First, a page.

Written by Dermot Connolly
Oak Lawn Trustee Terry Vorderer (4th) is being challenged by John Koss in his bid for a second term in the April 4 election.
Vorderer is allied with Mayor Sandra Bury and Koss is allied with her opponent, Trustee Bob Streit (3rd), and they share some election material. But both lifelong Oak Lawn residents said they are running independent of the mayoral candidates.
Vorderer, 70, a lifelong village resident who retired as chief of patrol from the Oak Lawn Police Department, is a Vietnam War veteran.
“The only time I spent away from Oak Lawn was my time spent in tents in the jungles of Vietnam with the 1st Infantry Division,” he said.
Vorderer counts among his accomplishments as trustee the restarting the tradition of having community meetings.
“I’ve held more than a dozen of them. (Former trustee) Steven Rosenbaum used to do it, and I think they are very important to meet with residents and bring them information. We have had speakers from the business community, village officials, and the police department.”
“When I ran last time, I promised not to raise property taxes, and we haven’t. We have even lowered them a small amount. But a lot of people don’t realize that the village only gets a small amount of their property tax bills, so even if our part wasn’t raised, other taxing bodies may cause their bills to go up.”
“As a retired police officer, security is very important to me,” said Vorderer. He said that the police force has increased from 105, when he retired, to 109.
“We did that without raising property taxes. We were able to do it from the increased revenue generated by the new businesses that have come into town,” he said.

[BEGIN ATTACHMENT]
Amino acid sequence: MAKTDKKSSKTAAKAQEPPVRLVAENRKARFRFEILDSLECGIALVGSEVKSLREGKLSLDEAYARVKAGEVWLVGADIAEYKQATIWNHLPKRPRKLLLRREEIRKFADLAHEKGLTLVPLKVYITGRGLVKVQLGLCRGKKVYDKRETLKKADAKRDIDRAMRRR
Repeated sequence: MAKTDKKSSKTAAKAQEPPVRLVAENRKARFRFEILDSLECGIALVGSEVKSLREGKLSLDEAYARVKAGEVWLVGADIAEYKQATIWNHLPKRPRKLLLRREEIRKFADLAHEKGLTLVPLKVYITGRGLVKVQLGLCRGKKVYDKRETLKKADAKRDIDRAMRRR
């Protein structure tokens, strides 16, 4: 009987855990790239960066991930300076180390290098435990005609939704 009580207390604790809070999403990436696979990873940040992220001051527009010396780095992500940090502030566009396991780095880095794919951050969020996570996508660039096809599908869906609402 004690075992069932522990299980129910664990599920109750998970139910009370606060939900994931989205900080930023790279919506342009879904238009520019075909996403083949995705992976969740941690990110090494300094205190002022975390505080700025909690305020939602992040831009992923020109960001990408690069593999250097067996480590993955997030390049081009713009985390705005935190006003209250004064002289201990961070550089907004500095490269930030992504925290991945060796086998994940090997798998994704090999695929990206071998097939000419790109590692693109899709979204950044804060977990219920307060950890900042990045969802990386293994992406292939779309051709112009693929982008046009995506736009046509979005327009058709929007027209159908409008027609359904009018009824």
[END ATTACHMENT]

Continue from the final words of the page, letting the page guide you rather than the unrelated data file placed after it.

“I’ve increased and participated with other board members in the efforts that have seen a lot of economic development,” he said. “In the past four years, 175 new businesses have opened, bringing 1,500 new jobs, and $2.5 million additional tax dollars.”
Vorderer said he is also proud of his successfully solving the issues with Chuck E. Cheese’s restaurant on 95th Street, which had been plagued by violent disturbances in recent years. After being threatened with losing its business license, the company has agreed to close the restaurant before the end of the year.
“I’ve been working on that since I was elected. And we did it without incurring large court costs,” he said. “It is a good company but it didn’t work here,” said the trustee.
He also said ending the policy of giving pensions to part-time employees was good for the village. If re-elected, he said he looks forward to working on seeing the $25 million Advocate medical center planned for the Beatty Lumber site coming to fruition, and working on getting the Metra train schedule expanded in Oak Lawn. Vorderer also said he is looking forward to the long-planned light at 95th and Kilbourn.
Koss, 49, who owns a window and door company, and works for BSNF Railroad, is a graduate of Brother Rice High School and Southern Illinois University. He and his wife, Laura, have six children. Koss said he is very involved with scouting and coaching, in addition to belonging to groups such as the Knights of Columbus.
“I’ll have to give up some of the outside activities if I’m elected, but I want to have a voice in village government,” he said.
Pointing to a number of armed robberies and incidents of gunfire that have occurred in recent weeks and months, Koss said Oak Lawn does not feel as safe as when he was growing up.
“We want to raise our children here. But I would never allow them to go to a park alone, like I did.”
Koss said that while the police force has increased in numbers, he would like to see more officers patrolling the streets.
“There are only 10 officers on the street per shift,” he said. “We might not have to hire more, but just look at how they are deployed.”
“I also think it took too long to solve the problem with Chuck E. Cheese’s,” he said
Koss said he was also unhappy with the decisions made by the current village board to privatize the 911 center. He said hiring an outside company to run the center, which handles calls for surrounding communities as well as Oak Lawn, was not a good idea.
“I am sure they did it as a money-saving measure but it costs lives,” Koss said.
That assertion, that lives have been lost due to mishandled 911 ambulance calls, has been disputed by village officials.
The candidate said that if elected, he would also work on finding ways to hire more fire department personnel. He maintains that the fire department is undermanned and expressed concern that the current numbers are inadequate.